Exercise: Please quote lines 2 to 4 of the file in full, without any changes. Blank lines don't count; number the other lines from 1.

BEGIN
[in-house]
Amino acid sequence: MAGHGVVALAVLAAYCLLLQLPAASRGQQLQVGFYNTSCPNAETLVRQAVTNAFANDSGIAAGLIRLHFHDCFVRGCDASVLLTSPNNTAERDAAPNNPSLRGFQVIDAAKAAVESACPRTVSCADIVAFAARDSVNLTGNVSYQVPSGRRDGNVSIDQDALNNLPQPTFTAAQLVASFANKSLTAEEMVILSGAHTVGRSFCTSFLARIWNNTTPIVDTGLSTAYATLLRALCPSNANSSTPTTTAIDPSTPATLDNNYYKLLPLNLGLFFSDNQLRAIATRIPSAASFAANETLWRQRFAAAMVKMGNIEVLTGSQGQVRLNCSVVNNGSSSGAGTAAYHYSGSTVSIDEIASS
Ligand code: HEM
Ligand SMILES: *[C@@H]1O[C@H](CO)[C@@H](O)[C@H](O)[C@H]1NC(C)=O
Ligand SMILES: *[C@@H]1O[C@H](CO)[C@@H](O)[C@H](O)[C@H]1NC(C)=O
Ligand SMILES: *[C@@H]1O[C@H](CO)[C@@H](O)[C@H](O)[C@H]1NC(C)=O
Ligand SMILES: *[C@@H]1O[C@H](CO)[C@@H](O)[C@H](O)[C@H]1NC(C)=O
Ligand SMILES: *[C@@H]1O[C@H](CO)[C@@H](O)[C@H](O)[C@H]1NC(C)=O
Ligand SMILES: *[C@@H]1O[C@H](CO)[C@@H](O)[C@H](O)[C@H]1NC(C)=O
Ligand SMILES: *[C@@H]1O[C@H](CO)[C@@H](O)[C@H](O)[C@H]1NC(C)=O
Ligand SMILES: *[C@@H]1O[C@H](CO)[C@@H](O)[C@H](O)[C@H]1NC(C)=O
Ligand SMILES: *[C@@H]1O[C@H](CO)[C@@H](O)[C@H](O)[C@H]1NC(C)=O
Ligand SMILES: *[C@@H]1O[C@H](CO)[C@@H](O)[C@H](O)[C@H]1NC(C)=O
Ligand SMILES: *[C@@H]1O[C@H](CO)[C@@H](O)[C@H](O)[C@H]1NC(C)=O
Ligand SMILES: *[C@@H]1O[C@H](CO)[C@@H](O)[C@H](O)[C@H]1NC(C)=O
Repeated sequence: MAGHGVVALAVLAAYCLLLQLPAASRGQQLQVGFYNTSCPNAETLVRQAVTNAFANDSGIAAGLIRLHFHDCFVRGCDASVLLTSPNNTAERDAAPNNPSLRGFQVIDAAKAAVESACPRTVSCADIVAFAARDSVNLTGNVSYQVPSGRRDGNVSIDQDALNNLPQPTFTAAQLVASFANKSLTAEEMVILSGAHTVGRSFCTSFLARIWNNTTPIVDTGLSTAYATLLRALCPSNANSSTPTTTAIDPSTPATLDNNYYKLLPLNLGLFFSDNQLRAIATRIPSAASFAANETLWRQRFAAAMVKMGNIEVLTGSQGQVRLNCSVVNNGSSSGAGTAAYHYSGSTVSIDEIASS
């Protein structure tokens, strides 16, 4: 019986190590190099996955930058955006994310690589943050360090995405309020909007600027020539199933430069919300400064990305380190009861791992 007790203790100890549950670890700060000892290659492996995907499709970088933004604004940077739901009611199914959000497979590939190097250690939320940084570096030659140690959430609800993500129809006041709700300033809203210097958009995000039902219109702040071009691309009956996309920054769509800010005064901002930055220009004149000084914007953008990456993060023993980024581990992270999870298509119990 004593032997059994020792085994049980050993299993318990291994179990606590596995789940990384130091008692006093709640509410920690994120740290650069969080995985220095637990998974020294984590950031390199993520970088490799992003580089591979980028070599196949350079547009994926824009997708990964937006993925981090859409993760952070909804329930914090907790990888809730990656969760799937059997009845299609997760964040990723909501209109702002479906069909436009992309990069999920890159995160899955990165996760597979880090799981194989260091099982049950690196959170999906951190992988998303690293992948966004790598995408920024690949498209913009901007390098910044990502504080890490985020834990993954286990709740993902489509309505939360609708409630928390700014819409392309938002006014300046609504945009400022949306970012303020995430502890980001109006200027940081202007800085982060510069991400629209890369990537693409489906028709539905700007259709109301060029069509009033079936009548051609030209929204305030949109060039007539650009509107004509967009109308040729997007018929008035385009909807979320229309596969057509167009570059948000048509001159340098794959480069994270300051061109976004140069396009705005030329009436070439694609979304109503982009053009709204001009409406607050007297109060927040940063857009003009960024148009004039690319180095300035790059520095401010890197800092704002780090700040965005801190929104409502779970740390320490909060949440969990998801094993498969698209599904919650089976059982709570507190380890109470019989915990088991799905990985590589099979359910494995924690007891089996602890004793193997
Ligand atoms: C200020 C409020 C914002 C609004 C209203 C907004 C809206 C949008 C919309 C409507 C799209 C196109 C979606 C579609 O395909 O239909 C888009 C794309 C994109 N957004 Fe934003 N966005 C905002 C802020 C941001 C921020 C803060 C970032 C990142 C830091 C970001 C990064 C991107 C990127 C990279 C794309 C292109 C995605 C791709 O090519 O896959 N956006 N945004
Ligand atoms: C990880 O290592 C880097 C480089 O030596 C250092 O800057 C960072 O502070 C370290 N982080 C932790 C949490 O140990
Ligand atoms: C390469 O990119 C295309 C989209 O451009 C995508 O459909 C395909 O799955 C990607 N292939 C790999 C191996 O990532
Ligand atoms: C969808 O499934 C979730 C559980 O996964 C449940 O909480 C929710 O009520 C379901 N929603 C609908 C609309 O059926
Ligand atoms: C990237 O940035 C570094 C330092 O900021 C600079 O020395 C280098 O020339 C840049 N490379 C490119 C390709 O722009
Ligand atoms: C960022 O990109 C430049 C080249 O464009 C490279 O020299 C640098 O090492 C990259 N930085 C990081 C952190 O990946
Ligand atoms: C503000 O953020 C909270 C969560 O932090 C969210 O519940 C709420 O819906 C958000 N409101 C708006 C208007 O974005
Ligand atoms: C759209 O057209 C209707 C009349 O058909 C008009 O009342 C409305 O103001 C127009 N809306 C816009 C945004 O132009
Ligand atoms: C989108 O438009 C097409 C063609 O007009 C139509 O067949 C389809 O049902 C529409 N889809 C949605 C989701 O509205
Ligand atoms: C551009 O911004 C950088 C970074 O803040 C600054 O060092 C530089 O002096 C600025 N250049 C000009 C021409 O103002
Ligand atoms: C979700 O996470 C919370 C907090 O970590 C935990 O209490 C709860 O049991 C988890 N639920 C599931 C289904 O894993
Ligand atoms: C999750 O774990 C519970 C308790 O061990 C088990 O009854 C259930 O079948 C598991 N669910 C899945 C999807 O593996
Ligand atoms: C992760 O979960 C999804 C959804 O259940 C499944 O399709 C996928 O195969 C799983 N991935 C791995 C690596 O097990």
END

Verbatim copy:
Amino acid sequence: MAGHGVVALAVLAAYCLLLQLPAASRGQQLQVGFYNTSCPNAETLVRQAVTNAFANDSGIAAGLIRLHFHDCFVRGCDASVLLTSPNNTAERDAAPNNPSLRGFQVIDAAKAAVESACPRTVSCADIVAFAARDSVNLTGNVSYQVPSGRRDGNVSIDQDALNNLPQPTFTAAQLVASFANKSLTAEEMVILSGAHTVGRSFCTSFLARIWNNTTPIVDTGLSTAYATLLRALCPSNANSSTPTTTAIDPSTPATLDNNYYKLLPLNLGLFFSDNQLRAIATRIPSAASFAANETLWRQRFAAAMVKMGNIEVLTGSQGQVRLNCSVVNNGSSSGAGTAAYHYSGSTVSIDEIASS
Ligand code: HEM
Ligand SMILES: *[C@@H]1O[C@H](CO)[C@@H](O)[C@H](O)[C@H]1NC(C)=O